Editor’s Note: Rye is now closed.
We usually mistrust any kind of egg roll that doesn’t have at least a hint of Asian flavor; thus it was with great skepticism that we ordered the Reuben Egg Rolls at Rye Deli & Bar on a recent late night happy hour. Taking one of history’s greatest sandwiches and reducing it to what can often be a greasy, insipid brown cylinder is just asking for trouble.
But we’re happy to report that this roll vaults past gimmickry, and lands squarely in the realm of inspired, deep-fried deliciousness. Piping hot and cut on the bias, these rolls are rich, salty, tangy, chewy, and sweet – all the pleasures of a good Reuben without the commitment of a massive sandwich. Admirably crisp and not at all greasy, the rolls are stuffed with Rye’s house-cured corned beef, sauerkraut, and Swiss cheese. On the side is a spicy/sweet Sriracha thousand island sauce for dipping. The rolls paired up especially well with a good local tap beer (we opted for a 612 Rated R, which is their rye IPA – it seemed appropriate), and there’s no arguing with the deal: $3.50 for the rolls, and $1.50 off all taps.
We also sampled the fries, the knish, the latke, the cheese curds, and the Brussels sprouts. All of these little noshes acquitted themselves well – the fries are up to par with some of the best around (hand cut, skin-on); the knish was buttery and rich (though not as hot as we would’ve liked); the latke was crispy (and served with plenty of apple compote and sour cream); the curds were hot, crisp, and unimpeachable (with a nicely sweet mustard sauce); and the sprouts were decently browned and tossed with apple (they needed more salt, which was easily remedied with a shaker on the bar). But the Reuben Egg Rolls were the undeniable star of the happy hour show.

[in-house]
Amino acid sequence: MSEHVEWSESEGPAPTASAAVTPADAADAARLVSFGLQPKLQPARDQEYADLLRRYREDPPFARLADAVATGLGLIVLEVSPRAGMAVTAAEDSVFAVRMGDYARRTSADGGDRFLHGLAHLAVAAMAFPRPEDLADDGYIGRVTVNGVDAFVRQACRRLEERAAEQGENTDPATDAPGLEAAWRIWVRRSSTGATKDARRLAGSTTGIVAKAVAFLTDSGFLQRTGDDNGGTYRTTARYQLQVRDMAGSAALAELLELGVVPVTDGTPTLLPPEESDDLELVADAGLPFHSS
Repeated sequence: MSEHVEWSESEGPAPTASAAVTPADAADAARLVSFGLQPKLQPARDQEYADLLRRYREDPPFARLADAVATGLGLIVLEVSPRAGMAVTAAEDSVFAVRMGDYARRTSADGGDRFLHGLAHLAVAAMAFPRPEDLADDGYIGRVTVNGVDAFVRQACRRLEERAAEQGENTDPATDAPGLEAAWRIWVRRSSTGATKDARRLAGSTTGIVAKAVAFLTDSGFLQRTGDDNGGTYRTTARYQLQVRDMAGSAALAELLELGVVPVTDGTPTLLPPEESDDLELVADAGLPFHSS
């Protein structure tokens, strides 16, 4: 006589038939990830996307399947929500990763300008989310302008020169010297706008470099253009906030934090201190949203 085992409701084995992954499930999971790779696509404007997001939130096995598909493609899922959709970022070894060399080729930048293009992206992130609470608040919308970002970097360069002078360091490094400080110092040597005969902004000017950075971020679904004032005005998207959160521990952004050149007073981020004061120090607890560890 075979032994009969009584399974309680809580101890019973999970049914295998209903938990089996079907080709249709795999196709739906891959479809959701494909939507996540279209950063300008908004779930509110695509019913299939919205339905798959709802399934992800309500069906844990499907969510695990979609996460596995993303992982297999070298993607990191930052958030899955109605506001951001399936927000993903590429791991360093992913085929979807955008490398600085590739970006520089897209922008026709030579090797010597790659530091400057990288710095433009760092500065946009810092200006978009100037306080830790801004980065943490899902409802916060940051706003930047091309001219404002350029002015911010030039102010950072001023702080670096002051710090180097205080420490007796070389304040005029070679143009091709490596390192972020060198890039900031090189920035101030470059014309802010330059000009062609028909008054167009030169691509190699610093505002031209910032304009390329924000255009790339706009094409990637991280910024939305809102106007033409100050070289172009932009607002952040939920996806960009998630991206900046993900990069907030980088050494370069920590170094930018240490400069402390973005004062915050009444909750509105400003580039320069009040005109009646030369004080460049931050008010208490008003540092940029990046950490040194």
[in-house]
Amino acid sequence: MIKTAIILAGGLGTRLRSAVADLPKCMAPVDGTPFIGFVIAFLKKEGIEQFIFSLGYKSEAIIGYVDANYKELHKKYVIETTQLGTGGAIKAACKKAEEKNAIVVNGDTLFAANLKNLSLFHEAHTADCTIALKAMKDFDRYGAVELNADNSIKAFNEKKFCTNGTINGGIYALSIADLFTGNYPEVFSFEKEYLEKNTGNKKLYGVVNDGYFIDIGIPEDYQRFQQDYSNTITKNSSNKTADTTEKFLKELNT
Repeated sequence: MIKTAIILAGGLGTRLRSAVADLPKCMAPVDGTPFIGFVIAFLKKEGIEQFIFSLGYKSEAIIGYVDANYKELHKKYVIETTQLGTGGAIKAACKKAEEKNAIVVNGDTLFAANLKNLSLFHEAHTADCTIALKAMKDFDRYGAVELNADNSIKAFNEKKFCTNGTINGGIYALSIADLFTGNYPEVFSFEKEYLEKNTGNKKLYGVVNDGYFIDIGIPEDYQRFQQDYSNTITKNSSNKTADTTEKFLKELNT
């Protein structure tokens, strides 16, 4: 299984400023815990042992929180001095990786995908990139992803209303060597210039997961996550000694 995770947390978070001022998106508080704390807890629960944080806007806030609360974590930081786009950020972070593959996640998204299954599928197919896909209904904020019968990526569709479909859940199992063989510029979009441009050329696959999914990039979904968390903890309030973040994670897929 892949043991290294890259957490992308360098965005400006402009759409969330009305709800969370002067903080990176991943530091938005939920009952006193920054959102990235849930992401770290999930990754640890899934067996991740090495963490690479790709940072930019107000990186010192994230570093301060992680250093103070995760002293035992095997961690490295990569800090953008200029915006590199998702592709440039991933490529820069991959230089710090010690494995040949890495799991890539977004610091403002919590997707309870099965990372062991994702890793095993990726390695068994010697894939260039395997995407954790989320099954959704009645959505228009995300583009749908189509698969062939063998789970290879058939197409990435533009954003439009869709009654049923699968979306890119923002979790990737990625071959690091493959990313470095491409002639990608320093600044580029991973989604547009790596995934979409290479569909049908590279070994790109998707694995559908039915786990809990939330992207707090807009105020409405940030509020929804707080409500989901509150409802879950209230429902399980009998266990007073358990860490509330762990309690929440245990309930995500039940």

This makes us happy. Early on, Rye was pilloried by the local food press – most notably by Bizarre Foods’ Andrew Zimmern – for serving up mediocre takes on traditional Jewish deli cuisine. It seems that over the years, Rye has quietly made steady improvements across the board. At the very least, the late night happy hour (2pm-7pm and 10pm-close, every day) is the best deal in the neighborhood – when you want to thread the needle between the high-dollar Burch Steak, ultra-lowbrow Liquor Lyle’s, or the jam-packed Lowry, Rye is a solid bet. Never too busy, it offers engaging bartenders, a relaxed vibe, and some cheap but tasty food and booze. It’s a great spot to watch the Timberwolves give away a game in the fourth quarter on a weeknight.
Rye Delicatessen & Bar, 1930 Hennepin Ave, Minneapolis, MN 55403; 612.871.1200